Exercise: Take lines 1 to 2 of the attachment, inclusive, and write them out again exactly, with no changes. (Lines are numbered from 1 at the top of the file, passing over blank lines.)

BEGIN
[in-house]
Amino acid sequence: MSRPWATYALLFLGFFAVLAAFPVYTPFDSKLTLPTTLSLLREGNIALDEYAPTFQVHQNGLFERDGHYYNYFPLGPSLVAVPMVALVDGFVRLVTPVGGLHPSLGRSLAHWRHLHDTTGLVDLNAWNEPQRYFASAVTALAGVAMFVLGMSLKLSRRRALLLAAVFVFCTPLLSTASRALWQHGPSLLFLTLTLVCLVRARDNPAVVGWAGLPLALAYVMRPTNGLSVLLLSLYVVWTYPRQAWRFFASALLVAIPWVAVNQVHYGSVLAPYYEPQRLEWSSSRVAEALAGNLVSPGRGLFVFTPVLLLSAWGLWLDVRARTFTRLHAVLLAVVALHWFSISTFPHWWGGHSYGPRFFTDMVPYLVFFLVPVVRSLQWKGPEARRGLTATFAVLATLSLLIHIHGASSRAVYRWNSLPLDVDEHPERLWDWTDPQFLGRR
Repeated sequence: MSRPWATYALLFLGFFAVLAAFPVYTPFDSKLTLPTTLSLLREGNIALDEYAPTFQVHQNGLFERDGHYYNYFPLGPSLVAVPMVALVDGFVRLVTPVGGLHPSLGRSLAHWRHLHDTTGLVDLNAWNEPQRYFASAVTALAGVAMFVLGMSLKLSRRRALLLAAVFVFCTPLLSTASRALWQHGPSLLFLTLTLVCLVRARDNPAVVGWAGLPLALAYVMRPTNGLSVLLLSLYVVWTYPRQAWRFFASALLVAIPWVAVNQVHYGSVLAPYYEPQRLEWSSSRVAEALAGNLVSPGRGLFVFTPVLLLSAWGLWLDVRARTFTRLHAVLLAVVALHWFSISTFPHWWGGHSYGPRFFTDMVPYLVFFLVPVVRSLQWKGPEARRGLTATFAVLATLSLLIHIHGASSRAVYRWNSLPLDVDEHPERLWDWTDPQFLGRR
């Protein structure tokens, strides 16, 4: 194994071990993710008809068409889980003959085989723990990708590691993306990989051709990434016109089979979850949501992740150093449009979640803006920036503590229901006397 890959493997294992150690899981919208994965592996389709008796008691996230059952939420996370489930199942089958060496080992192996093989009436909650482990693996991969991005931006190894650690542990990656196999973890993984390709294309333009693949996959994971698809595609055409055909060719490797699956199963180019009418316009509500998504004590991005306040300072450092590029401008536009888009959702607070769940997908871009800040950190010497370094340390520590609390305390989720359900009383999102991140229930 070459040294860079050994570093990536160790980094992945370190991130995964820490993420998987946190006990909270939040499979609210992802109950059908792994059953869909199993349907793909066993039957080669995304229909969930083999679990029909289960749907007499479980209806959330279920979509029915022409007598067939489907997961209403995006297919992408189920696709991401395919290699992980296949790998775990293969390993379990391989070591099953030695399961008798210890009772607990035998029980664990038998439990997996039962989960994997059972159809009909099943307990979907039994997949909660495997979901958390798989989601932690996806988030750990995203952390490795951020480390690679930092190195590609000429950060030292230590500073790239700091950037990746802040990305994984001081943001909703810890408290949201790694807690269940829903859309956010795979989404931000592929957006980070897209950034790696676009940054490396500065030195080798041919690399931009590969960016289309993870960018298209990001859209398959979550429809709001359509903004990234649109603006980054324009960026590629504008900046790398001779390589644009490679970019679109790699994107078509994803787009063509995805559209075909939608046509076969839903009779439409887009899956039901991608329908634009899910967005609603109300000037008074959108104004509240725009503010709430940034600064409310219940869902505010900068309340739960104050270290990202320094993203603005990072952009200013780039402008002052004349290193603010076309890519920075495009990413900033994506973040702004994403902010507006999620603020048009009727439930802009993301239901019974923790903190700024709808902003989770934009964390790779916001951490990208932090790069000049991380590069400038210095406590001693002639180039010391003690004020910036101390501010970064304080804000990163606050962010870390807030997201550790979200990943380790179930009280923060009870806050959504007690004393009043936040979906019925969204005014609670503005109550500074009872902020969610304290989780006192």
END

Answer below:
[in-house]
Amino acid sequence: MSRPWATYALLFLGFFAVLAAFPVYTPFDSKLTLPTTLSLLREGNIALDEYAPTFQVHQNGLFERDGHYYNYFPLGPSLVAVPMVALVDGFVRLVTPVGGLHPSLGRSLAHWRHLHDTTGLVDLNAWNEPQRYFASAVTALAGVAMFVLGMSLKLSRRRALLLAAVFVFCTPLLSTASRALWQHGPSLLFLTLTLVCLVRARDNPAVVGWAGLPLALAYVMRPTNGLSVLLLSLYVVWTYPRQAWRFFASALLVAIPWVAVNQVHYGSVLAPYYEPQRLEWSSSRVAEALAGNLVSPGRGLFVFTPVLLLSAWGLWLDVRARTFTRLHAVLLAVVALHWFSISTFPHWWGGHSYGPRFFTDMVPYLVFFLVPVVRSLQWKGPEARRGLTATFAVLATLSLLIHIHGASSRAVYRWNSLPLDVDEHPERLWDWTDPQFLGRR